Embodying the soul

nepheshWhat does it mean to have a soul? What does the word ‘soul’ mean anyway? Possibly not what we think it means…

The Hebrew word usually translated ‘soul’ is nephesh נפש. Certainly in the Greek translation of the Old Testament (called the Septuagint), and in the New Testament, the word meaning ‘soul’ (psyche ψυχη) was used for nephesh. The problem with translation is that it is very easy to import an understanding of a word that isn’t there in the original. Bishop Tom Wright has been talking about this, as he thinks that is part of what has happened in this case.

Wright argues that when the New Testament use the word psyche they were using it as a translation of nephesh. And so not in the sense that Plato and others used and use it to mean ‘soul’ as separate from ‘body’. Rather, nephesh means something more like “living, breathing creature” (as Wright renders it). That’s seen in the shift away from translating it as ‘soul’, as well. So, of the 750+ occurrences of nephesh, the Septuagint used psyche 600 times, the King James Version uses ‘soul’ 475 times and the NIV (1984 version) uses the word 105 times. The NIV uses ‘life’ 129 times (117 in the KJV).

It’s also notable that it’s not exclusively used for humans. In Genesis 1 and 2 it is the word translated as ‘living creature’. All of which points towards the ‘soul’ being far more embodied than we normally think (and also raises interesting questions about the theology of animals!). But, it’s not only in theology where the importance of understanding embodiment is becoming more important.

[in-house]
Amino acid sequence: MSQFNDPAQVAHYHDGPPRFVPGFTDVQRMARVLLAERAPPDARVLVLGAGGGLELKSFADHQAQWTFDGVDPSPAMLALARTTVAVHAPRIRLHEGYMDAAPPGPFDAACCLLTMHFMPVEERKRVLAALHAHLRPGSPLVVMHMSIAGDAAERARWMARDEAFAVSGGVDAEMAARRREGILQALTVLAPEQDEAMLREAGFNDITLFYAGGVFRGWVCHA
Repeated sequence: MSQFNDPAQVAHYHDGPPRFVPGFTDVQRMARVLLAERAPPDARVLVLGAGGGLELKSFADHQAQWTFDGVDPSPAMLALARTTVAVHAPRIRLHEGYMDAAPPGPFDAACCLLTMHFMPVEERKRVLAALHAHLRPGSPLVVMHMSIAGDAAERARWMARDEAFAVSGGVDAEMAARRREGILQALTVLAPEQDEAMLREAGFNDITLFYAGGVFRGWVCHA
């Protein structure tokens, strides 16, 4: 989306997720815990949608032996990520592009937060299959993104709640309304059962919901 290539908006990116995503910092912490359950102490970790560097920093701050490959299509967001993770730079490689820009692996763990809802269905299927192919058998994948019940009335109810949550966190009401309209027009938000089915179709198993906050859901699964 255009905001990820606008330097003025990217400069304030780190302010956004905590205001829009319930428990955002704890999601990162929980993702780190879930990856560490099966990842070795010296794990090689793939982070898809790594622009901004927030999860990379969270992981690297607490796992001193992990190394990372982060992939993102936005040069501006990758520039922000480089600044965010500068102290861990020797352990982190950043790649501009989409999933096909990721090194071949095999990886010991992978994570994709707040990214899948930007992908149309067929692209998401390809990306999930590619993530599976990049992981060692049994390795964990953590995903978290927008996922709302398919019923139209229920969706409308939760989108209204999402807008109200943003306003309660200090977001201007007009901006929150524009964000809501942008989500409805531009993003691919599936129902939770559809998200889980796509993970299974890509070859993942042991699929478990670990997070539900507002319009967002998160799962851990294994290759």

In his book on the prehistory of human identity Origins and Revolutions (2007), Professor Clive Gamble highlights the importance of our embodied nature for understanding the world. He argues (p67) that:

Our bodies therefore structure all forms of communication and meaning and are a focus for our identities.

Gamble goes on to discuss recent studies of Artificial Intelligence, which he says have rejected the understanding of thinking as something separate, but instead turned to an approach of “being-in-the-world”. Gamble (p68) writes:

Through materiality we are both engaged with and constituted by , the world of objects, artefacts and ecofacts distributed across landscapes and in locales.

In other words, how we think, how we understand, depends on our experiences of being embodied, thinking beings. All of which should be another push towards us realising that creation, and our interaction with it, is an integral part of who we are. That this needs saying shows me that we’ve still got a way to go before we get out of the Greek mindset of ‘souls’ being separate and that we can ‘escape’ to heaven, rather than work for the new heaven and the new earth here and now.


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